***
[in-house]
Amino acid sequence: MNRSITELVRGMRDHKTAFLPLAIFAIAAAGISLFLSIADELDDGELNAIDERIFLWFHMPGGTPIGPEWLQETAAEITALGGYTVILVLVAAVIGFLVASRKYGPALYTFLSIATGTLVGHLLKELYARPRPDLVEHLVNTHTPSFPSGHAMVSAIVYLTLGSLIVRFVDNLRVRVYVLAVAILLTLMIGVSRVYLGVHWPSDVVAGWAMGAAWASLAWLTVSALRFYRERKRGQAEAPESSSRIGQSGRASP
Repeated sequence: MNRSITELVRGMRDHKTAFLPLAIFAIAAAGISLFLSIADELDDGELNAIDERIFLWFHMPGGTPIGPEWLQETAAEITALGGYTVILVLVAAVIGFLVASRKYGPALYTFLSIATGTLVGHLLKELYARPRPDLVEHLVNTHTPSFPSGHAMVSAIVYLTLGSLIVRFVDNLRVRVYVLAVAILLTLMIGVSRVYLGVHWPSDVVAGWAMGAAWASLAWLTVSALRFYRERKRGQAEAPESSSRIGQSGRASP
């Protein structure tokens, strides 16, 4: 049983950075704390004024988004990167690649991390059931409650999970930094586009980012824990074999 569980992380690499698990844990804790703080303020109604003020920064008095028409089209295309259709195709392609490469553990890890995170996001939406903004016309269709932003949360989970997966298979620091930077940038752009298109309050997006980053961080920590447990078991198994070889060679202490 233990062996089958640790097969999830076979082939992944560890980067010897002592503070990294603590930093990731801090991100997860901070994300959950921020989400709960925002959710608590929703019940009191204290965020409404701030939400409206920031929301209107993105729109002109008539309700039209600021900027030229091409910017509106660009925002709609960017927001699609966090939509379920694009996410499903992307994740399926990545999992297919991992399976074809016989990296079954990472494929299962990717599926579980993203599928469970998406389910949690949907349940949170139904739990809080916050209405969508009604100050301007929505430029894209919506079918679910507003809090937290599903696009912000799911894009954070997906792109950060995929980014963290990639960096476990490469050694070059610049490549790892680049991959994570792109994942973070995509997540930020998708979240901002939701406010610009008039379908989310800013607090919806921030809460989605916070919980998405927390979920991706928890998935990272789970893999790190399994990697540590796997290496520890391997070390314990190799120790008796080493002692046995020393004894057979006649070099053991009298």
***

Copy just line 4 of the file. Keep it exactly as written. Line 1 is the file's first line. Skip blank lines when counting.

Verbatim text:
């Protein structure tokens, strides 16, 4: 049983950075704390004024988004990167690649991390059931409650999970930094586009980012824990074999 569980992380690499698990844990804790703080303020109604003020920064008095028409089209295309259709195709392609490469553990890890995170996001939406903004016309269709932003949360989970997966298979620091930077940038752009298109309050997006980053961080920590447990078991198994070889060679202490 233990062996089958640790097969999830076979082939992944560890980067010897002592503070990294603590930093990731801090991100997860901070994300959950921020989400709960925002959710608590929703019940009191204290965020409404701030939400409206920031929301209107993105729109002109008539309700039209600021900027030229091409910017509106660009925002709609960017927001699609966090939509379920694009996410499903992307994740399926990545999992297919991992399976074809016989990296079954990472494929299962990717599926579980993203599928469970998406389910949690949907349940949170139904739990809080916050209405969508009604100050301007929505430029894209919506079918679910507003809090937290599903696009912000799911894009954070997906792109950060995929980014963290990639960096476990490469050694070059610049490549790892680049991959994570792109994942973070995509997540930020998708979240901002939701406010610009008039379908989310800013607090919806921030809460989605916070919980998405927390979920991706928890998935990272789970893999790190399994990697540590796997290496520890391997070390314990190799120790008796080493002692046995020393004894057979006649070099053991009298």